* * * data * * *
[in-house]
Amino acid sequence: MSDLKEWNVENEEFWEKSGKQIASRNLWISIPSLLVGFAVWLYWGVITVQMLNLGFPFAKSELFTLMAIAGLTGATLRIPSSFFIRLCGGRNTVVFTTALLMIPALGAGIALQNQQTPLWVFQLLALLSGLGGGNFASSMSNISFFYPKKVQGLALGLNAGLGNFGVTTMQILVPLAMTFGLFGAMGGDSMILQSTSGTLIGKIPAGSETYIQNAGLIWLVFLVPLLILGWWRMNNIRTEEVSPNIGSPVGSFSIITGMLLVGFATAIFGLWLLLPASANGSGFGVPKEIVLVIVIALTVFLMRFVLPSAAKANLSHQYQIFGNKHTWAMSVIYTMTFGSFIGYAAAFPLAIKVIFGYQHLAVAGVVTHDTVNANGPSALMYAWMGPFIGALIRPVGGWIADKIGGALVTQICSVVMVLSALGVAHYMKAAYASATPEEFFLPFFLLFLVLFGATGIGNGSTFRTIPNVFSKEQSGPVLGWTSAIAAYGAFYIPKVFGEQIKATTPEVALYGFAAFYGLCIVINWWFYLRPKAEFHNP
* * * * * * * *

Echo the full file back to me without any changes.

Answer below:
[in-house]
Amino acid sequence: MSDLKEWNVENEEFWEKSGKQIASRNLWISIPSLLVGFAVWLYWGVITVQMLNLGFPFAKSELFTLMAIAGLTGATLRIPSSFFIRLCGGRNTVVFTTALLMIPALGAGIALQNQQTPLWVFQLLALLSGLGGGNFASSMSNISFFYPKKVQGLALGLNAGLGNFGVTTMQILVPLAMTFGLFGAMGGDSMILQSTSGTLIGKIPAGSETYIQNAGLIWLVFLVPLLILGWWRMNNIRTEEVSPNIGSPVGSFSIITGMLLVGFATAIFGLWLLLPASANGSGFGVPKEIVLVIVIALTVFLMRFVLPSAAKANLSHQYQIFGNKHTWAMSVIYTMTFGSFIGYAAAFPLAIKVIFGYQHLAVAGVVTHDTVNANGPSALMYAWMGPFIGALIRPVGGWIADKIGGALVTQICSVVMVLSALGVAHYMKAAYASATPEEFFLPFFLLFLVLFGATGIGNGSTFRTIPNVFSKEQSGPVLGWTSAIAAYGAFYIPKVFGEQIKATTPEVALYGFAAFYGLCIVINWWFYLRPKAEFHNP